Technological advancements in vehicles today are transforming the way we perceive mobility. Driver assist features (e.g. adaptive cruise control) are more commonly used by motorists today. The road to fully automated cars has already been paved by many car manufacturers, leading tech companies, and governments, and is no longer just a vision in science fiction movies.
Semi-automated driving features and eventually self-driving cars could help people who find difficulty in driving or cannot drive altogether (such as the elderly, blind, or physically challenged) gain independence in mobility and overcome limitations in their daily lives. With adequate testing over time, this technology could help bring more efficiency and safety to our roads.
Within this exciting and complex domain of automated driving (AD), our team focused on creating a vision for a graphic user interface (GUI) of an integrated development environment (IDE) for AD programmers. This IDE would be backed by an Automated Operating System (AOS) which consists of various cores such as Car Multimedia, etc.
Diving into a complex domain
The first step for the team was to understand the context of AD through in-depth desktop research. We then created a primary research plan which focused on interviewing two sets of target groups; the primary target group being AD experts (technical & managerial) at the company in study and an OEM. This research focused on the following:
- Finding out what the overall AD development process is
- The kind of users that would most benefit from using the platform and in what manner
- The work processes and collaborations, practices, and tools used currently by AD programmers
- The challenges and limitations that are faced by AD programmers
- The initial impressions and expectations from an AOS platform by various stakeholders
The secondary target group consisted of private car owners (with Ad features), chauffeurs of premium cars, taxi drivers, university researchers and software development community members in relation to the AD field. One-on-one interviews were conducted with all the participants and test drives with the private car owners. The main areas of enquiry were:
- Private AD car owners & chauffeurs: Finding out the reason to buy a car with AD features, experience of using it, relationship with the car, and expectations from future AD features.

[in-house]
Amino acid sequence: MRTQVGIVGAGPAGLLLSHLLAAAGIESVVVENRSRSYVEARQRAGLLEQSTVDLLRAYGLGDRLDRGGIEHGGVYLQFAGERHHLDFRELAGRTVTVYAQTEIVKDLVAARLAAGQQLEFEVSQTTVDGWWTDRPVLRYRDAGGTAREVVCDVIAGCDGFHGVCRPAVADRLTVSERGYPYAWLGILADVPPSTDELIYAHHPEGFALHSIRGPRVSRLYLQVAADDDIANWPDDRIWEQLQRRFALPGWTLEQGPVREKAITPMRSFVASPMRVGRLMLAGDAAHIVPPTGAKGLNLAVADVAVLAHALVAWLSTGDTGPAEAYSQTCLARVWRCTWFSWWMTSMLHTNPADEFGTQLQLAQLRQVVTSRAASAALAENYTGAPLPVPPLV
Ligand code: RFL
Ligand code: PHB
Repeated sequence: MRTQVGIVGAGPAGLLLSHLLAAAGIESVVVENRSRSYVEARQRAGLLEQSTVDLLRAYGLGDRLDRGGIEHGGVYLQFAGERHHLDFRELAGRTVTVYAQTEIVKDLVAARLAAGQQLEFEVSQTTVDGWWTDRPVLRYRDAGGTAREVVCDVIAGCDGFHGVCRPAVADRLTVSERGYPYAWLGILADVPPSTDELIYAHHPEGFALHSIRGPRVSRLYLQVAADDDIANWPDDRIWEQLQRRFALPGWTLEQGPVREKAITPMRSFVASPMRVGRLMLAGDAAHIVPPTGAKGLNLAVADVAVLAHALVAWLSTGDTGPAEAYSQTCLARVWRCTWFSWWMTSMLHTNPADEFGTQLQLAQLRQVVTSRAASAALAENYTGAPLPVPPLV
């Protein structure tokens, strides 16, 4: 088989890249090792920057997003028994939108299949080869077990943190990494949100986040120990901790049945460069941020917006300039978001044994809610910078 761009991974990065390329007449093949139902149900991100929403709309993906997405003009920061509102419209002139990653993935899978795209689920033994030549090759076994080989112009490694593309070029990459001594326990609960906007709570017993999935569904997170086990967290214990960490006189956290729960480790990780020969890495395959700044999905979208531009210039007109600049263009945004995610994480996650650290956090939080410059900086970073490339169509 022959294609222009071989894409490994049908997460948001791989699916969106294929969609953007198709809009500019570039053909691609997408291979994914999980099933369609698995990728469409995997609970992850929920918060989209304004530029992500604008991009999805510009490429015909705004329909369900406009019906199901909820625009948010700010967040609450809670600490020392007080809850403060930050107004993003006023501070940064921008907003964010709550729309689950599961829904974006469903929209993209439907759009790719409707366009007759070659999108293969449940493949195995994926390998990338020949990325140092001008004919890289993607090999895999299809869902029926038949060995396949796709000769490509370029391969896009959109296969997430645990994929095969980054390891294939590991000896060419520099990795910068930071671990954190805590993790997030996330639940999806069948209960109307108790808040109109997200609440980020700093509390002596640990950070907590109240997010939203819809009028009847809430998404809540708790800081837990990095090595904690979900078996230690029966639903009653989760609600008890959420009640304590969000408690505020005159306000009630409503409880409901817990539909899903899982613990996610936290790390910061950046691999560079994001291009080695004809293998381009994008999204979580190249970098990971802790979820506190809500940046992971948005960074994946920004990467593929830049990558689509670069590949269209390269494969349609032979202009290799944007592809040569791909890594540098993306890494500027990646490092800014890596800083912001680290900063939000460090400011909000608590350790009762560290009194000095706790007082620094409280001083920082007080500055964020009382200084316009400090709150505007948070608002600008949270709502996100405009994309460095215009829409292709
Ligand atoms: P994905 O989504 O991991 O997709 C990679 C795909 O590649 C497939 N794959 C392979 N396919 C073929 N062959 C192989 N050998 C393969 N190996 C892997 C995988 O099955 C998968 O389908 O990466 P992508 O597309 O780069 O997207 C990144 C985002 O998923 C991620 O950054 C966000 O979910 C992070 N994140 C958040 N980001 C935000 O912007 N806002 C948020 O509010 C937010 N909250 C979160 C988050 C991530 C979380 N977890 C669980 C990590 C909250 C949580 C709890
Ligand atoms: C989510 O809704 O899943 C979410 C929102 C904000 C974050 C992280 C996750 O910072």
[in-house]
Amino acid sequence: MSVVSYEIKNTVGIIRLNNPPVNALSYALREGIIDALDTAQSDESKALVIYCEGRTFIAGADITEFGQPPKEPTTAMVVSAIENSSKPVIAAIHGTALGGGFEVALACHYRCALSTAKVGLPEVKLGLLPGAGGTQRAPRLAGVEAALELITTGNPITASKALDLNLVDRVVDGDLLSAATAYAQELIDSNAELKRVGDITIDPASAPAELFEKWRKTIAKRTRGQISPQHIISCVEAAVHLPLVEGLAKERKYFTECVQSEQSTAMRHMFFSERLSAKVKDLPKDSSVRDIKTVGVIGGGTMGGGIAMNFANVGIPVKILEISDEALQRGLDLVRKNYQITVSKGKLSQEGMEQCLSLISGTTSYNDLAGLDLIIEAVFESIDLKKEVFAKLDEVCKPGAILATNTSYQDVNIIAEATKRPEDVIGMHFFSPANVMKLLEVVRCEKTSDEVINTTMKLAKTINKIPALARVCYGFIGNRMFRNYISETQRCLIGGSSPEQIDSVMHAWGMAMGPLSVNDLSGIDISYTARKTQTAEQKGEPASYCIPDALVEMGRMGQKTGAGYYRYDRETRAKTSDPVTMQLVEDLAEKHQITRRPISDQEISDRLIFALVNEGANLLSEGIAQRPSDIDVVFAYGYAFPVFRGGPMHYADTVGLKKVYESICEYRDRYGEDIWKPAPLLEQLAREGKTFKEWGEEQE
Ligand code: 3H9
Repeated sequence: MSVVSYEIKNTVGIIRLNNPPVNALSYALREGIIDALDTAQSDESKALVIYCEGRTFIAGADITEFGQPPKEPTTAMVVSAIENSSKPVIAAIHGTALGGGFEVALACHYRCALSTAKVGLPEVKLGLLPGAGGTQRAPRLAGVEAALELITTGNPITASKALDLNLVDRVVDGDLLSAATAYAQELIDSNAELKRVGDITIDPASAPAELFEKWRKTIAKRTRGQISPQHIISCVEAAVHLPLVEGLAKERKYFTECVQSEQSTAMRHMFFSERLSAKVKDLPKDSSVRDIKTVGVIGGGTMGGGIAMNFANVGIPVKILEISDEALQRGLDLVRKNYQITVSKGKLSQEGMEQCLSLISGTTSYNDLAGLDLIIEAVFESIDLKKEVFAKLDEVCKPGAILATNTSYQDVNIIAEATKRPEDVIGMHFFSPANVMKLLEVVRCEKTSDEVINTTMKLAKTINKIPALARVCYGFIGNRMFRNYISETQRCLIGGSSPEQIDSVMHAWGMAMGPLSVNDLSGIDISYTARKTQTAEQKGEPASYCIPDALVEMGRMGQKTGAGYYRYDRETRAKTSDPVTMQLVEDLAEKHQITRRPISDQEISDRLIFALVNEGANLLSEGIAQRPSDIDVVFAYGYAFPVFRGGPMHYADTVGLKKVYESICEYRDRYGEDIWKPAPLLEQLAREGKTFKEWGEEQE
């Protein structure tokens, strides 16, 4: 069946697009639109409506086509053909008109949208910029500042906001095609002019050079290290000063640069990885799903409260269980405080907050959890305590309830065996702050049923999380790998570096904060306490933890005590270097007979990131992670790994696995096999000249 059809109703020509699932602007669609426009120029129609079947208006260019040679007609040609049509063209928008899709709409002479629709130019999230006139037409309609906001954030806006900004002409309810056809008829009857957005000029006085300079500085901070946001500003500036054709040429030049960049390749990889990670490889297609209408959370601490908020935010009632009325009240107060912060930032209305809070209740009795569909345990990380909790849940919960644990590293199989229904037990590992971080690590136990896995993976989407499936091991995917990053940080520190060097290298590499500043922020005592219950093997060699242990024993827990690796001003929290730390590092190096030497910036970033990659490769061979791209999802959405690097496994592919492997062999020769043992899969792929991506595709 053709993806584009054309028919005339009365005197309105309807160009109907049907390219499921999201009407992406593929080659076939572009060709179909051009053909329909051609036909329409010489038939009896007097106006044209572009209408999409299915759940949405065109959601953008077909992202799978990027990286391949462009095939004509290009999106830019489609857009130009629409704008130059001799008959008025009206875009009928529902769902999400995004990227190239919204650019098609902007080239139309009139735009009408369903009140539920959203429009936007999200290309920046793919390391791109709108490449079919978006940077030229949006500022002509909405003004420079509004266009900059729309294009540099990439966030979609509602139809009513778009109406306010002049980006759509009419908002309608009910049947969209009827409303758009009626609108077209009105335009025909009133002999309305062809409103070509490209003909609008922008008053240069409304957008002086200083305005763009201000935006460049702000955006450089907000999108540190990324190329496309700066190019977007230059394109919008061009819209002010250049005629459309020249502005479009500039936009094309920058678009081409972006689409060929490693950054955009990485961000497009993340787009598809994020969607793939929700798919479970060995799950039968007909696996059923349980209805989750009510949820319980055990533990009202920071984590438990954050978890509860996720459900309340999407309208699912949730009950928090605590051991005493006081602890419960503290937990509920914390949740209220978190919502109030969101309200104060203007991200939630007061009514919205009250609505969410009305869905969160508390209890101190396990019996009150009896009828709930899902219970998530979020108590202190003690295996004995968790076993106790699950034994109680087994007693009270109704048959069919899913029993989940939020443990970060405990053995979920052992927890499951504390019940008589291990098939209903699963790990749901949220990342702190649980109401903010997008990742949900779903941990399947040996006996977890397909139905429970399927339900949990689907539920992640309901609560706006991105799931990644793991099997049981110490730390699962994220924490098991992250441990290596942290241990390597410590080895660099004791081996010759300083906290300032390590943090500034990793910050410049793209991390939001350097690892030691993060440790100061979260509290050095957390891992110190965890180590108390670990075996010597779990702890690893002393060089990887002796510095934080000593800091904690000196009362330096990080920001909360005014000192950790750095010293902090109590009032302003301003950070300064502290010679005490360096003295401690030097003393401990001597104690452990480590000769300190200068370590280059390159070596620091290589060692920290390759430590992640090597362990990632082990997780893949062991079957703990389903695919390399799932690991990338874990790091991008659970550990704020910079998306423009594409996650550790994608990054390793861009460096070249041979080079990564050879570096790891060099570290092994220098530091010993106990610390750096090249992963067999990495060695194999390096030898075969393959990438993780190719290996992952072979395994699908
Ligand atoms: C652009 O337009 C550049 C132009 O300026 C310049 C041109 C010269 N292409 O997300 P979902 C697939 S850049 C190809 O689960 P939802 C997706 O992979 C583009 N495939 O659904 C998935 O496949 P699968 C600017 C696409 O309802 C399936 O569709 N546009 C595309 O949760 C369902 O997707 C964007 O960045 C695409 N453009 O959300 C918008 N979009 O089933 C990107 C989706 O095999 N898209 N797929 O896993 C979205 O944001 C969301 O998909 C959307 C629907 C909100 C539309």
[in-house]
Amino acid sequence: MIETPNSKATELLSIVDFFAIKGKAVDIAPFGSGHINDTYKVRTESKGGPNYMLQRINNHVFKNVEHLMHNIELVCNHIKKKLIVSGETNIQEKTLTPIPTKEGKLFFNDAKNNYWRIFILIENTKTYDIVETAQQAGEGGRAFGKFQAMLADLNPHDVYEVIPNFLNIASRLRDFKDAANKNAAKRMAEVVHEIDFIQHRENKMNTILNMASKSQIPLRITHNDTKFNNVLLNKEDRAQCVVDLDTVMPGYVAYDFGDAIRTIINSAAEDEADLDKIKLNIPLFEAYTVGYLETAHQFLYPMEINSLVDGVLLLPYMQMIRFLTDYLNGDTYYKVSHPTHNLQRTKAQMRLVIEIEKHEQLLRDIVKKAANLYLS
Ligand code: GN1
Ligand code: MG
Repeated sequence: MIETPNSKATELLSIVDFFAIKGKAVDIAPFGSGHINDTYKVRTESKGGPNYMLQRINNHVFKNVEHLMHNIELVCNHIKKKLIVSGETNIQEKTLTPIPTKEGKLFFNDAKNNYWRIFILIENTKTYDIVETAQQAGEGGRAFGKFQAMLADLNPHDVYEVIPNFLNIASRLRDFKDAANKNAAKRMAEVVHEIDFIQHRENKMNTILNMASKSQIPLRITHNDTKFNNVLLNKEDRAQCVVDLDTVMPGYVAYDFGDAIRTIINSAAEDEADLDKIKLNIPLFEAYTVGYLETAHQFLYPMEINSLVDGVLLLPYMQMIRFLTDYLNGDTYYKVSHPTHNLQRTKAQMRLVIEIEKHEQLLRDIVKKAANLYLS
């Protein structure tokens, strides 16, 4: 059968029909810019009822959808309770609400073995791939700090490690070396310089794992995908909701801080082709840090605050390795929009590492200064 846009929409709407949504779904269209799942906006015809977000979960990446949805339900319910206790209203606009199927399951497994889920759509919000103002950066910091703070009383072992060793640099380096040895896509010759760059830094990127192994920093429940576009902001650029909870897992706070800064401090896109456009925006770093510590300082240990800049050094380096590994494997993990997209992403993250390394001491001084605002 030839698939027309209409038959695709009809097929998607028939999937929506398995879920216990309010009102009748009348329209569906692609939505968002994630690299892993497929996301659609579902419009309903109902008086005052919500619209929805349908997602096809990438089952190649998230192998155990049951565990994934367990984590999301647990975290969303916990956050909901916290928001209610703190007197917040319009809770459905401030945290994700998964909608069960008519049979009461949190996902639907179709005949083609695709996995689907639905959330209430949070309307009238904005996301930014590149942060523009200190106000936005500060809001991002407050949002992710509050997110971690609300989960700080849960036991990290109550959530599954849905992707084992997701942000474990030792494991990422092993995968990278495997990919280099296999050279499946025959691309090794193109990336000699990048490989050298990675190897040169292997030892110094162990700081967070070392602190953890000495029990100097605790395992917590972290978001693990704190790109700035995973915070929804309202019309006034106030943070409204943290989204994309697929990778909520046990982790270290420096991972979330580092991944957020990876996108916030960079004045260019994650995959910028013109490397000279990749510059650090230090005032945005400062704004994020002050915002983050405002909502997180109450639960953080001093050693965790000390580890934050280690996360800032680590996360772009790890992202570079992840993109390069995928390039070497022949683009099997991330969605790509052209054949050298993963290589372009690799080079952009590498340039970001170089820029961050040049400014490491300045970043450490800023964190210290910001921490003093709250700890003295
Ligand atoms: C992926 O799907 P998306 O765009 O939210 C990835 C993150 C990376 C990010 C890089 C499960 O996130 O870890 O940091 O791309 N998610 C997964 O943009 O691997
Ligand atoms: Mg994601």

- University researchers & software development community: Current state and future of AD, infrastructural requirements, end user’s needs, expectations from and benefits of an AOS, and current programming tools and platforms in the industry.
Findings from the field
Industrializing automated driving is seen as a huge challenge in the current industry due to the complexity of the domain, validation of the AD system, developing competent enough hardware, etc.
As higher levels of AD are still in a nascent stage, AD programmers currently do not have a ‘one stop development solution’ to work and collaborate on. A variety of developed tools are used and also third party tools are not geared for series production.
“It would be wonderful if simulation and emulation are brought to the same environment as coding.”
There is evidently a need for an AD-specific framework that supports building of AD functions faster and in a customizable way. An open, robust and scalable solution that is open to standardization is clearly missing in the current market and is highly desired.
“I would like to see the code and be able to edit it, even if ready-made functions are available.”
For the secondary target group, the technology behind driverless cars was highly appreciated and considered very useful when humans are limited.
Participants understood that the technology is still evolving and that current cars have limitations.
“As I’m getting older its comforting to have a car that will give you so many signals about where you are going and how you are driving.”
Drivers wanted to be in control of the car settings, behaviors, and be able to customize. Features such as cars being able to communicate with one another and pedestrians, were highly desired. Clear navigation information was considered paramount for drivers and passengers alike.
“A good self-driving car drives smoothly, respects the law, and is more proactive than reactive.”
In general, building complete trust in a self-driving vehicle would happen gradually wherein the technology would have to prove its reliability.
The top findings along with user boards (created from the research sessions) led to areas of opportunities and directions in which the design should follow. Use cases were also created with the help of the analyzed data. Together all these elements helped build a platform for the larger vision and the creation of the design concept.